So...yeah, needless to say I don't know how often I should be doing my brows. Is it a monthly thing? Bi-annual? Er, help! To get to the bottom of this, I consulted bicoastal brow aficionado Jimena Garcia for the 411. Turns out that it's not totally cut and dried—but there are signs to look for when figuring out how often to maintain your brows.
"Everyone has a different time frame as to how often they should get their brows shaped," says Garcia. "Brows grow in hair cycles. Typically they'll start to grow between 4 and 8 weeks until they start to fully sprout."
"Typically they'll start to grow between 4 and 8 weeks until they start to fully sprout."
According to Garcia, there are three phases of the hair cycle that take place over this timeframe, and you'll know when it's time to pluck or wax when all the hairs reach the same length. "Giving time for the hair to go through these stages is very important," she says. "Letting the brows fully grow out all together and be removed all together is key so that each strand doesn't wind up in different cycles." Once you get the hairs on the same timeframe, you can ensure that they grow in evenly—rather than randomly—so managing them is much easier.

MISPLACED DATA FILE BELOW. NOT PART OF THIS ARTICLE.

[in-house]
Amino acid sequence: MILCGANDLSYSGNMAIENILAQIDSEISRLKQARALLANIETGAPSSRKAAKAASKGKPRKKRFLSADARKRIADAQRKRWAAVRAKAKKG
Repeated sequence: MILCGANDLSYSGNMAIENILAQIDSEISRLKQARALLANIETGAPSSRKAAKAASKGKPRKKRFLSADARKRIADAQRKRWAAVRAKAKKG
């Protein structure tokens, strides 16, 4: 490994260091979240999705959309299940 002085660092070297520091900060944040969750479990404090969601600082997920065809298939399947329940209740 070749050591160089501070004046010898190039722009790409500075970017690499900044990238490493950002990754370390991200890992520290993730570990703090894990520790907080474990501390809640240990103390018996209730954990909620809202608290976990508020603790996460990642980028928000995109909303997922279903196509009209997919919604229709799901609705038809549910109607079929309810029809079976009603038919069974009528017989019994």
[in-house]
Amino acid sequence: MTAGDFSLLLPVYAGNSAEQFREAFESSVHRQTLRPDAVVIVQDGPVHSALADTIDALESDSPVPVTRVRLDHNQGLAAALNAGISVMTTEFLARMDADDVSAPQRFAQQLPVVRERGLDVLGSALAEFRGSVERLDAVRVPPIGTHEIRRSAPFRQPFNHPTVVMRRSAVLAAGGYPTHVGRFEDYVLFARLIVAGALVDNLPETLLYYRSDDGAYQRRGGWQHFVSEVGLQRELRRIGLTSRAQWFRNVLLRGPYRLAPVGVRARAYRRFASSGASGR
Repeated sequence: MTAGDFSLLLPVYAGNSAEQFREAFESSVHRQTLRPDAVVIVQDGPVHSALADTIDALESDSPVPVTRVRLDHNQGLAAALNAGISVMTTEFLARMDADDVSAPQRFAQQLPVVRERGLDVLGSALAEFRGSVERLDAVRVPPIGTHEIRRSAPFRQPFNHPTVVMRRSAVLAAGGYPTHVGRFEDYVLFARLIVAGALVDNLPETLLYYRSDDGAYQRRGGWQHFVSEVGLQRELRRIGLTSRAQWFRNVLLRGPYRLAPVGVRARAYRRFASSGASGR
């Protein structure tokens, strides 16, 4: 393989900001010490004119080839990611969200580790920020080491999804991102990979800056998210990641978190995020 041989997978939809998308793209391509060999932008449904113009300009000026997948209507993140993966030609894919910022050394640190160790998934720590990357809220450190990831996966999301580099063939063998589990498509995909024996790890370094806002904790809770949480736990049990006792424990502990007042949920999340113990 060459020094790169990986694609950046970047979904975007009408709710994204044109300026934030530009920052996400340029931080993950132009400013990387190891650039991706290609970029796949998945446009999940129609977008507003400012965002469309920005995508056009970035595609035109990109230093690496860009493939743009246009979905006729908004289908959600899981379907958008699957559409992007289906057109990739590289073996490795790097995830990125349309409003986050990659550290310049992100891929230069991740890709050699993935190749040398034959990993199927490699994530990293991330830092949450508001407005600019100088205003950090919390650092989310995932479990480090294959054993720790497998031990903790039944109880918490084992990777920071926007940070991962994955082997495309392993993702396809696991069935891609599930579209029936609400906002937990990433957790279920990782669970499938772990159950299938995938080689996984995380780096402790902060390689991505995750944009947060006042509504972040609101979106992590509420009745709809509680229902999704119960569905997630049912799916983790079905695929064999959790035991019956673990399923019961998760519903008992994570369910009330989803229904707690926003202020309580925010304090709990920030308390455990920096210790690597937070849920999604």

This means you might have to spend a little time getting used to the bushiness to ensure things are ready to be plucked, but hey—Cara Delevingne looks great.
Just as with your regular hair, however, everyone's strands grows at different speeds. "Some clients only need to come in 2 to 3 times a year since their hair grows much slower," she says. However, she finds that 5 to 6 weeks tends to be the true sweet spot for most people.
In between appointments, there are some tricks you can do to make it look like your brows are on point. "While your brow hair's in different stages and you start to see a little brow mess, it's good to have a highlighter to swipe on top of the strays," she says. "It gives a nice glow in the area and distracts from looking unruly. You could call it shaggy chic."
If you'd rather have the hair gone, Garcia recommends using a super small brow razor to go over unwanted hair. "This way you're not pulling from the root and not affecting the brow growth," she says. This will make it easier to get things in shape later on.
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